And in regards to the loans incurred from Davis' time at TCU and Harvard, Slater writes, "In November 2003, Wendy Davis moved out. Jeff Davis said that was right around the time that their final payment on the Harvard School loan was due. 'It was ironic,' he said. 'I made the last payment, and it was the next day she left.'" Slater is not-too-carefully hinting here that there is a direct connection between the final payment of her loan and her choice to leave her husband, the implication being that she remained with him for his money.
According to Name It. Change It (NICI), a non-partisan project that is trying to eradicate sexism in political campaigns, sexism is subtly codedso that it may appear innocuous but, in fact, is damaging to the female candidate. NICI has "Pyramid of Egregiousness" and under the section titled "Really Damn Sexist", they list "bad mother" and "gold-digger" as two common characterizations of female candidates that are often used to undermine them. Slater's article deploys both against Davis.
So it is no surprise that there has a been a lot of uproar about the not-so-subtle sexism in Slater's piece (some examples are here, here, andhere). A fellow female colleague from Davis' days serving on the Fort Worth City Council, Becky Haskins, a Republican, has even publicly stated that the description of Davis as a mother is unfair:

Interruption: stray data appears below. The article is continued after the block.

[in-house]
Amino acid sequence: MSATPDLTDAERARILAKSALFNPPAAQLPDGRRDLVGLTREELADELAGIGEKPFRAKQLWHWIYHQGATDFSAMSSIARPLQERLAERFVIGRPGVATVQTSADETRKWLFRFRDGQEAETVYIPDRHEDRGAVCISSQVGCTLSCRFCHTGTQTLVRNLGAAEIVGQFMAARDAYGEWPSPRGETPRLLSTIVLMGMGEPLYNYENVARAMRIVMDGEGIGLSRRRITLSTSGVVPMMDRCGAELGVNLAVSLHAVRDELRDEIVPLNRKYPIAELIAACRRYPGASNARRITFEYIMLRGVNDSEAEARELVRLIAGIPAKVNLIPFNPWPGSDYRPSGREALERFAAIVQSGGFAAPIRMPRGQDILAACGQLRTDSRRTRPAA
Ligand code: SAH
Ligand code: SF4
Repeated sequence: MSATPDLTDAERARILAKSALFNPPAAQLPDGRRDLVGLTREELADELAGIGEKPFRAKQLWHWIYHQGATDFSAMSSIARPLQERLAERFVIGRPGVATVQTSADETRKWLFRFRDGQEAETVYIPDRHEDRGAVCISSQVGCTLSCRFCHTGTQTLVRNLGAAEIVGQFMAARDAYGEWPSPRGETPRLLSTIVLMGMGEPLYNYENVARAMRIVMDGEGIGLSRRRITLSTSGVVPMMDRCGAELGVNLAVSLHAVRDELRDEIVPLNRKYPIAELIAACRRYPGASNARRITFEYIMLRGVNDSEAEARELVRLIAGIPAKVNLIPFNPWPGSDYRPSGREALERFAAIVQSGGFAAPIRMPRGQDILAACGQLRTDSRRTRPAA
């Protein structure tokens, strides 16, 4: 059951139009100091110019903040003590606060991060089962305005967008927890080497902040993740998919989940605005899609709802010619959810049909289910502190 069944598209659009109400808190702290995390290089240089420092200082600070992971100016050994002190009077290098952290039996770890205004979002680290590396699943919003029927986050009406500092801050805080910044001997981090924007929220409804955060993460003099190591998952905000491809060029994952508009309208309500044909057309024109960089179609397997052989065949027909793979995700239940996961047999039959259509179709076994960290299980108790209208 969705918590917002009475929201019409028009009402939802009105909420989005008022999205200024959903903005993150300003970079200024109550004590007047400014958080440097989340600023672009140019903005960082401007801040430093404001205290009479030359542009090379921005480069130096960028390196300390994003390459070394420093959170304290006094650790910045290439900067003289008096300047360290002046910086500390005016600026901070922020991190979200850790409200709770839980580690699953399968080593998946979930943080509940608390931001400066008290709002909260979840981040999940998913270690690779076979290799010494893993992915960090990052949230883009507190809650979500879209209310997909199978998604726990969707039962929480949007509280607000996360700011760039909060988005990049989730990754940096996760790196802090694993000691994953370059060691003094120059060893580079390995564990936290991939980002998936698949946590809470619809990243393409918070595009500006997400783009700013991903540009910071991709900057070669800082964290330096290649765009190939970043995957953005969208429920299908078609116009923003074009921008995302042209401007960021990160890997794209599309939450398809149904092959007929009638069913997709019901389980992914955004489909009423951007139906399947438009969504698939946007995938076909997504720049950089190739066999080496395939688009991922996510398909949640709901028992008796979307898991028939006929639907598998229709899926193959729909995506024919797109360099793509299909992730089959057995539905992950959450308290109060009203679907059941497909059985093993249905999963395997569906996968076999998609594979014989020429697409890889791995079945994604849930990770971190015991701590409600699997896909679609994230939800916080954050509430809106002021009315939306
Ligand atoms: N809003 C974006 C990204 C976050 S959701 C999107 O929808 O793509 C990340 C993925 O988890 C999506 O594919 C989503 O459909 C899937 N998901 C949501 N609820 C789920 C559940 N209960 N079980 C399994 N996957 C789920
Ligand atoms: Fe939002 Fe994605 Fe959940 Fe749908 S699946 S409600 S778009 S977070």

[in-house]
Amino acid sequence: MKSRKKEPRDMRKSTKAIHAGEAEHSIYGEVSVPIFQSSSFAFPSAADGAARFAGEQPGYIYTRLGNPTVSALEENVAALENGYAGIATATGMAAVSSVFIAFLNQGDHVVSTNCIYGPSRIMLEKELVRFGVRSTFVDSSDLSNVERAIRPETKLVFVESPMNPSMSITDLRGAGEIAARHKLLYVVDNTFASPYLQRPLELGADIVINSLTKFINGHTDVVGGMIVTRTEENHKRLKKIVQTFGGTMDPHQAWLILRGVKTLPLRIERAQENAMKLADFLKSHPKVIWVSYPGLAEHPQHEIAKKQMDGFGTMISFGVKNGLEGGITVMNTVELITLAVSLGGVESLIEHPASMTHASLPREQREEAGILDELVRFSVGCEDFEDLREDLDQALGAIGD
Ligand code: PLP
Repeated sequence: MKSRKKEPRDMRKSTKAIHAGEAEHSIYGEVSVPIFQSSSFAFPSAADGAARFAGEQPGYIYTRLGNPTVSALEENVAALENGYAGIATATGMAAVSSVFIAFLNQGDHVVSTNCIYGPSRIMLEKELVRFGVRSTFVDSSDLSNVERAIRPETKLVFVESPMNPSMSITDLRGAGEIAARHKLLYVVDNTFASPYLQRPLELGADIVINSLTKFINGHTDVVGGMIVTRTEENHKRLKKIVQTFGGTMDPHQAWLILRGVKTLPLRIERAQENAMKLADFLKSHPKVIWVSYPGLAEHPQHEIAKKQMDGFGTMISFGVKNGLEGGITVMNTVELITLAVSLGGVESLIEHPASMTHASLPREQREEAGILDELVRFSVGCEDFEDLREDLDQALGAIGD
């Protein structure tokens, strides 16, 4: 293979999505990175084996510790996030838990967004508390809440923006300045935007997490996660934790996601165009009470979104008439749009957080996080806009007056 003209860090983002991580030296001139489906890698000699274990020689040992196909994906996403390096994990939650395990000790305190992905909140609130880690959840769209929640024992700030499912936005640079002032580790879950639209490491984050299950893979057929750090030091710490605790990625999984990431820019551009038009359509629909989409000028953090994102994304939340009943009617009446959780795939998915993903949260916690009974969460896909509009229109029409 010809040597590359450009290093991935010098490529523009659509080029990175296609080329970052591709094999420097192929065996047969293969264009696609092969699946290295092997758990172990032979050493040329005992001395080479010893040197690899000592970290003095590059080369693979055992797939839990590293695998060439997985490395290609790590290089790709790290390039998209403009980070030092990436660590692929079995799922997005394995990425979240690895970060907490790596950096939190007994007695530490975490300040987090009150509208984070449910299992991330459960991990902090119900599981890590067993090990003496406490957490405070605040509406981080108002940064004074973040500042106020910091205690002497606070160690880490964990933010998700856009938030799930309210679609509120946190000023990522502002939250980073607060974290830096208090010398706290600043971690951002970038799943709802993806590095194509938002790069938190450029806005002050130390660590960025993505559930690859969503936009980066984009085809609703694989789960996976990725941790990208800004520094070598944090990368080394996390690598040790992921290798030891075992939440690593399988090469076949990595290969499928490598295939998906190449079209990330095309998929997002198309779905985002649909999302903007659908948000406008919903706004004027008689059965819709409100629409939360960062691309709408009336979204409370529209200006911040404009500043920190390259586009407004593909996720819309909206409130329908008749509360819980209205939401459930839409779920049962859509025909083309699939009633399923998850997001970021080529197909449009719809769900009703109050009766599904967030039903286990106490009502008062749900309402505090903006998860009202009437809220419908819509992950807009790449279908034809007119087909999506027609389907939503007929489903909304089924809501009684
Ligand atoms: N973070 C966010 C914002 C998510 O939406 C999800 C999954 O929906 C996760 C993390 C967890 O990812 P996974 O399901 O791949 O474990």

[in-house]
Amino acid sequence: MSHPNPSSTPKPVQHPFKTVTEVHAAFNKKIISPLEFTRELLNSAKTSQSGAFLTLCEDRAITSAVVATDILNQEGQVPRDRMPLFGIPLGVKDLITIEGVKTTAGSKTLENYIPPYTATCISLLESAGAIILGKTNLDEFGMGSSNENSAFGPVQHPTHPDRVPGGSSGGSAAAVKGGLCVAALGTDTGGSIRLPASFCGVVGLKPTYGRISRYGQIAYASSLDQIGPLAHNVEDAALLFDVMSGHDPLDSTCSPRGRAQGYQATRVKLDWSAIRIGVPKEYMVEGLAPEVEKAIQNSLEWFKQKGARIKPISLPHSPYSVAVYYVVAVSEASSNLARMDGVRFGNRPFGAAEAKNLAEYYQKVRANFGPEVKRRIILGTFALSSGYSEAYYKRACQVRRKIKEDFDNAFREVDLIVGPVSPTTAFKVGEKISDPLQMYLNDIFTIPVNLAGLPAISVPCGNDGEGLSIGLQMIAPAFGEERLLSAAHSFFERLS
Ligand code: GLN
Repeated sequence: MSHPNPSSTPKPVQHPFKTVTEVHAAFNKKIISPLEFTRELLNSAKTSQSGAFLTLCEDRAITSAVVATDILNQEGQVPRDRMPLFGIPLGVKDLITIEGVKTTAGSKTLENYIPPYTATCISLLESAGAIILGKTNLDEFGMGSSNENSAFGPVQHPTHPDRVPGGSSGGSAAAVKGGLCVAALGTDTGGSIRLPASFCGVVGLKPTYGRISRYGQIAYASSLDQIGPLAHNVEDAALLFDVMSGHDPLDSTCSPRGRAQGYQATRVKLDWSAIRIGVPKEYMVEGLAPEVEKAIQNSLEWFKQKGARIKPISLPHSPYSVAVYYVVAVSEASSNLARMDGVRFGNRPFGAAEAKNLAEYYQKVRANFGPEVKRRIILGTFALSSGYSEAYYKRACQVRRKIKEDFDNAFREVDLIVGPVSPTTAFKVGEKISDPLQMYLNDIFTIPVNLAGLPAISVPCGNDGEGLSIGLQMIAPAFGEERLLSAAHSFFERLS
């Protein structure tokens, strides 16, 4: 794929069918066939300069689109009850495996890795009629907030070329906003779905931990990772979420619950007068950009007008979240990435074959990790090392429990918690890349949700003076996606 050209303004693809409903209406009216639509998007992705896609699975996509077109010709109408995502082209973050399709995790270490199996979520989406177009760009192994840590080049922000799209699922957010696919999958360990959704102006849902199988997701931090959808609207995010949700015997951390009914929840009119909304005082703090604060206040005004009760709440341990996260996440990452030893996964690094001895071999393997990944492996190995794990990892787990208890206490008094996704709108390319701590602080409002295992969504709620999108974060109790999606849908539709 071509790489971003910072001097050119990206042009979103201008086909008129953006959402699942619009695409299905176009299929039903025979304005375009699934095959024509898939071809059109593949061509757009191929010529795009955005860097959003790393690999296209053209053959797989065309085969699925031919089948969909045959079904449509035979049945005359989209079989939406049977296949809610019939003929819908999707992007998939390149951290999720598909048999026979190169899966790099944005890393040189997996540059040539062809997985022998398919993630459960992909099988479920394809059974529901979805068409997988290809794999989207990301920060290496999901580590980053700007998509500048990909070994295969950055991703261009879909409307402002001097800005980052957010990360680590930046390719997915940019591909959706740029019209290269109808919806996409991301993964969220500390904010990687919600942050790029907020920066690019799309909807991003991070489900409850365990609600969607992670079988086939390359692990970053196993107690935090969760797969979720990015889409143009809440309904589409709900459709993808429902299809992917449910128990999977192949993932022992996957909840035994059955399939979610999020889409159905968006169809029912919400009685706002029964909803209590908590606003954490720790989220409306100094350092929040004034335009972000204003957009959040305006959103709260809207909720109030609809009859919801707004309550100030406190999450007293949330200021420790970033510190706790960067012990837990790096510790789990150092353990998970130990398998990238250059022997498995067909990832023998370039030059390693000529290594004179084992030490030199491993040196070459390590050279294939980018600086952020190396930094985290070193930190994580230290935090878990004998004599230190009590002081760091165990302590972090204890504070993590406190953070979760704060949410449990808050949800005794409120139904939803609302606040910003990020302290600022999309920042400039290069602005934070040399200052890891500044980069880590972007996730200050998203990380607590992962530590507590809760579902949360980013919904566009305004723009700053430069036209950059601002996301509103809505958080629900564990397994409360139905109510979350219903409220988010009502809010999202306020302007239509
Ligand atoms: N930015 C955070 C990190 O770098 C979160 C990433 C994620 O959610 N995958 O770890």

If this involved a man running for office, none of this would ever come up.
Laura Bassett noted that the publication of this Davis piece follows closely on the heels of the news that Davis had raised more money in the last six months of 2013 than her Republican competitor, Greg Abbott. Carl Lindemann has pointed out that if we are going to scrutinize Davis' life in this way, the same must be done with Abbott.
For its part, the Dallas Morning News has responded multiple times to the criticism but only to defend the piece. They have not apologized, nor have they admitted that how Slater told Davis' story was incomplete and dependent on sexist tropes about female political candidates. Slater himself responded to the criticism and defended his piece, charging that a person's interpretation of his piece depends on your political beliefs.
On Monday, two days after Slater's piece ran, Davis released an open letter in which she said that "our opponents have gotten more and more desperate" and are now stooping "to a new low by attacking my family, my education, and my personal story". She says that her story of "resiliency, and sacrifice, and perseverance. And you're damn right it's a true story."
Damn right. As a woman, a mother, and a person whose partner has helped me financially to secure a good education, I am disappointed in seeing the first female democratic candidate for Texas governor in a long while – a woman who came to international fame for fighting for access to full, comprehensive reproductive healthcare – being painted as a poor mother or a money-grubbing schemer.
I hope someday that it will not be remarkable to have two women (Davis' running mate is Leticia Van De Putte) at the top of the ticket. In order to make that happen, we have to keep holding the media accountable for how they talk about male and female candidates differently and we have to continue to advocate for gender-neutral reporting.